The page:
The desire to convey emotion and thought has been with us since the dawn of humanity. From cave paintings to tribal myths to multivolume novels. Up until now we have been condemned primarily to language and writing, which convey symbols of lived experiences. However, technologies that directly transfer sensory impressions – from photographs to television and VR – allow the experiences themselves to be conveyed. And so the lived experiences gain autonomy and become subjects, while human beings become their plaything.
“We do not relate the nightingale’s song. We do not describe the nightingale’s song. We hear the nightingale’s song. We do not imagine someone else’s suffering on the basis of abstract symbols. We suffer.”
After Writing reveals our times to be a transitional period heralding the era of the total dominion of experiences, where human beings are surrounded by an intelligent environment that lives their lives better and more beautifully than they.
“We can already sense it today in our semiconscious flicking through clips on YouTube, watched before going to sleep or in stupefying tiredness. Drowsiness, tiredness, alcohol enable us, born into the mindstyle of writing, to switch off agencies of the brain that require the linear construction of narrative.”
Who will people be once they are completely liberated from writing and its creations: from logic, ideas, law, rationality? Will human beings become happy machines for living through experiences? What kind of politics will they practise? What extralinguistic religions will have access to them? What values will interest them?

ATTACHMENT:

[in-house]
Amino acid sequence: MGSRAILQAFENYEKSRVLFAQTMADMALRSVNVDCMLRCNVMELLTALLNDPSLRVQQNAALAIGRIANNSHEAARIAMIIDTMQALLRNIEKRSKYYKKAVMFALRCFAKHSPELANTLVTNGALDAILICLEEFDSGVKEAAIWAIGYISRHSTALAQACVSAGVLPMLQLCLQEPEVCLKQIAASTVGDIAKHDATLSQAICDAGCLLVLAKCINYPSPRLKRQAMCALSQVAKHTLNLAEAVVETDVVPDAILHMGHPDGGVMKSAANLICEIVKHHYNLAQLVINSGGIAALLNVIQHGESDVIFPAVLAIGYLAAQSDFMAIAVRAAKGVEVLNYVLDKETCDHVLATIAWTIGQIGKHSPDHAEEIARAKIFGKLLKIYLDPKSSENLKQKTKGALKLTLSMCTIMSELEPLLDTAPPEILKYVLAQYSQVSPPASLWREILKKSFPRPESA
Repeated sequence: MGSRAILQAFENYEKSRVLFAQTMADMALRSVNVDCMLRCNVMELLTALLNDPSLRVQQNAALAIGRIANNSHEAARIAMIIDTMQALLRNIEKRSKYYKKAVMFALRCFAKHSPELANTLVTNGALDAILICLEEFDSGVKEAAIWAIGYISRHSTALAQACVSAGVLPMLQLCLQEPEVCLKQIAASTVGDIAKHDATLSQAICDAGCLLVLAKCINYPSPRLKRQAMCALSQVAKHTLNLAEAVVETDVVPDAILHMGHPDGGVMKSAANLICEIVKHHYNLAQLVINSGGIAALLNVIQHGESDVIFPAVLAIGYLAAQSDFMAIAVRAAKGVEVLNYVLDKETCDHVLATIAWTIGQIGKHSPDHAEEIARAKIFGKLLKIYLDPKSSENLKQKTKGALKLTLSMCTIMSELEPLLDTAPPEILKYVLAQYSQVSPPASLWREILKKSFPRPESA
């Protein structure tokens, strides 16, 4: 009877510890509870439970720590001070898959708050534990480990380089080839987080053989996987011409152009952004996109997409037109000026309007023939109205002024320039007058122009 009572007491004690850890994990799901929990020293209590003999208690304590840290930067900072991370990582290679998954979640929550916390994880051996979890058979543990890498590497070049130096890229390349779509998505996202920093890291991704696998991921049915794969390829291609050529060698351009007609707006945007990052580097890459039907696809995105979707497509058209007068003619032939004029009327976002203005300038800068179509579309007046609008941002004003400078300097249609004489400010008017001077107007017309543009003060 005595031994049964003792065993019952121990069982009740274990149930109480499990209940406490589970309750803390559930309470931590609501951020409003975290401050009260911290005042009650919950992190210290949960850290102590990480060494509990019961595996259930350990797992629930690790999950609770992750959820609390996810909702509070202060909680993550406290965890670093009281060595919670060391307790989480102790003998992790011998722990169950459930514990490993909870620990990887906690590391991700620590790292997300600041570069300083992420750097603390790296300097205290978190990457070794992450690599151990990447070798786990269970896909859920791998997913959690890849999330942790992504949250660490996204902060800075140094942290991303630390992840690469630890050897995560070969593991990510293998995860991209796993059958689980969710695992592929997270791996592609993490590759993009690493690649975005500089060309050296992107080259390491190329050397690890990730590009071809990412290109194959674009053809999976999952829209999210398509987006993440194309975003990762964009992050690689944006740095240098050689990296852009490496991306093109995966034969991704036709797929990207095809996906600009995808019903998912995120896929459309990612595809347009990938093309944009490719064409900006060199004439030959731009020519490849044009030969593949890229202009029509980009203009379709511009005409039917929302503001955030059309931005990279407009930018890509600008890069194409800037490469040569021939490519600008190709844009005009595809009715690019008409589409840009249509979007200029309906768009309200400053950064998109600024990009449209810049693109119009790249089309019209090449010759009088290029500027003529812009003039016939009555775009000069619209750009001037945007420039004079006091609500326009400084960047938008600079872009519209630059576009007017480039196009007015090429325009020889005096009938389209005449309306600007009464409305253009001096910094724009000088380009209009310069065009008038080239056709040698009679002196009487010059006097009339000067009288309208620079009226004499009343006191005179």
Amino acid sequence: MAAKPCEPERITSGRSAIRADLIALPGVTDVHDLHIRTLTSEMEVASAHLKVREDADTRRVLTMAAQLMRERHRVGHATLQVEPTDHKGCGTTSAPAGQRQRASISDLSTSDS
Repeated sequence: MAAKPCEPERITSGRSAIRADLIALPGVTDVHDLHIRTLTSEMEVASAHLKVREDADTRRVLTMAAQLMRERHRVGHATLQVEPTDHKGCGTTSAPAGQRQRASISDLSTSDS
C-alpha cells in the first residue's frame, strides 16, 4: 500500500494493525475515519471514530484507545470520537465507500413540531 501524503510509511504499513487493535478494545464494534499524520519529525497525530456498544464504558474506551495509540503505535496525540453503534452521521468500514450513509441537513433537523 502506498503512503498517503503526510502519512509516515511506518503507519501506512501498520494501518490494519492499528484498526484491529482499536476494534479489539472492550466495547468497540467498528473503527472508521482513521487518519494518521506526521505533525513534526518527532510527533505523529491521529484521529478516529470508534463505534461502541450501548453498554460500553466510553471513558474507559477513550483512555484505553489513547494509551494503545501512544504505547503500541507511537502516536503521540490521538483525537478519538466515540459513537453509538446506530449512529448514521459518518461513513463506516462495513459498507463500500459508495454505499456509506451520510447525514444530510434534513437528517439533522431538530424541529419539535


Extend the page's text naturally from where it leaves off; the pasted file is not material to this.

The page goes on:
“Life is lived outside of ourselves, flowing through our brains only intermittently.”
After Writing (Po piśmie) – a collection of essays dealing primarily with our transition to post-literacy and the loss of conscious subjectivity as a result of technological changes:
“Third World War of Body and Mind”
“Happy Practitioners of Boredom”
“On the Limits of Hope”
“Art in Times of Artificial Intelligence”
In November 2017 Comma Press is going to publish an anthology of works dedicated to Joseph Conrad, among them - an essay written by Jacek Dukaj titled „Live Me” („Żyj mnie”), translated by Sean Bye.
Polish-British Joseph Conrad is regarded as one of the greatest novelists to write in the English language. To celebrate his name, as well as his vision, this anthology brings together specially commissioned short stories and essays, written in English or Polish (the latter being translated into English), which celebrate, respond to and critique the literary legacy of Joseph Conrad.
Including 16 of Britain and Poland’s most revered fiction writers and critics, this collection will demonstrate Conrad’s enduring relevance in both countries, bringing together the themes that shaped his own life and work – the sea, colonialism, war, travel – in conceptual essays, near futuristic tales, and new journeys through the heart of darkness, cementing Conrad as a ‘true citizen of the world’.
In June 2017 a contract was signed with the UK publishing house Head of Zeus, to publish an English translation of Jacek Dukaj’s novel “Ice” (“Lód”).
The process of selecting the novel’s translator has begun. An initial estimate of time to complete the work on English edition of “Ice” is about 4 years.
"The Old Axolotl" is Jacek Dukaj`s new novel and his debut in English.
Published by Allegro as an e-book exclusively with an outstanding visual layer created by Fish Ladder/Platige Image book is available at Amazon and App Store.
Find more on an ebook landing page.